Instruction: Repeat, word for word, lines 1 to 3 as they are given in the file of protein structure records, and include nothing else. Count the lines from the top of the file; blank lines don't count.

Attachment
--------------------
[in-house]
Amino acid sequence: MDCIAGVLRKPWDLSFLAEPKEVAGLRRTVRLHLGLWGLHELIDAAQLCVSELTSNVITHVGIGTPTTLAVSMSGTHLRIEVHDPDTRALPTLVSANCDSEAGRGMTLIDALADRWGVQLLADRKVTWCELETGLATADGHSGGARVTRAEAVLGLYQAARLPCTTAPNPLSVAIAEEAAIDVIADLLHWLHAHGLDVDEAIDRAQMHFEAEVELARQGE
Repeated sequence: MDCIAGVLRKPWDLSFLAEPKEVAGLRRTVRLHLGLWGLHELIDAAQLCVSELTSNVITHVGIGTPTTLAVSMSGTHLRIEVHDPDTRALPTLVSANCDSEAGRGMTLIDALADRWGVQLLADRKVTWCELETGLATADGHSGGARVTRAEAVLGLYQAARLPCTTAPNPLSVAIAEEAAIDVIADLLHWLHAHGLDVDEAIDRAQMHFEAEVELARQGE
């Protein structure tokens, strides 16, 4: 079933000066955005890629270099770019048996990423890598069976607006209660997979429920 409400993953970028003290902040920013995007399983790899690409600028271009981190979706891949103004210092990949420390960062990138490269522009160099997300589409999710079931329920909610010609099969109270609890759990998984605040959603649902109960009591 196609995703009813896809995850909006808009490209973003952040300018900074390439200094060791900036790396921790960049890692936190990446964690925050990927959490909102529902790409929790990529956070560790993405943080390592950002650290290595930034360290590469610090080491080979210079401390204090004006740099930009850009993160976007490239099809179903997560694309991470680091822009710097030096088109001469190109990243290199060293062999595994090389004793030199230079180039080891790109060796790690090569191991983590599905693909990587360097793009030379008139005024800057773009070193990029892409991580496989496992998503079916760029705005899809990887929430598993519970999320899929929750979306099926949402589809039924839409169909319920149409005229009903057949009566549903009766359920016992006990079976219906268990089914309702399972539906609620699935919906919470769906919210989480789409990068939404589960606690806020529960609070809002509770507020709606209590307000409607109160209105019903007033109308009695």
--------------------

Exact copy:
[in-house]
Amino acid sequence: MDCIAGVLRKPWDLSFLAEPKEVAGLRRTVRLHLGLWGLHELIDAAQLCVSELTSNVITHVGIGTPTTLAVSMSGTHLRIEVHDPDTRALPTLVSANCDSEAGRGMTLIDALADRWGVQLLADRKVTWCELETGLATADGHSGGARVTRAEAVLGLYQAARLPCTTAPNPLSVAIAEEAAIDVIADLLHWLHAHGLDVDEAIDRAQMHFEAEVELARQGE
Repeated sequence: MDCIAGVLRKPWDLSFLAEPKEVAGLRRTVRLHLGLWGLHELIDAAQLCVSELTSNVITHVGIGTPTTLAVSMSGTHLRIEVHDPDTRALPTLVSANCDSEAGRGMTLIDALADRWGVQLLADRKVTWCELETGLATADGHSGGARVTRAEAVLGLYQAARLPCTTAPNPLSVAIAEEAAIDVIADLLHWLHAHGLDVDEAIDRAQMHFEAEVELARQGE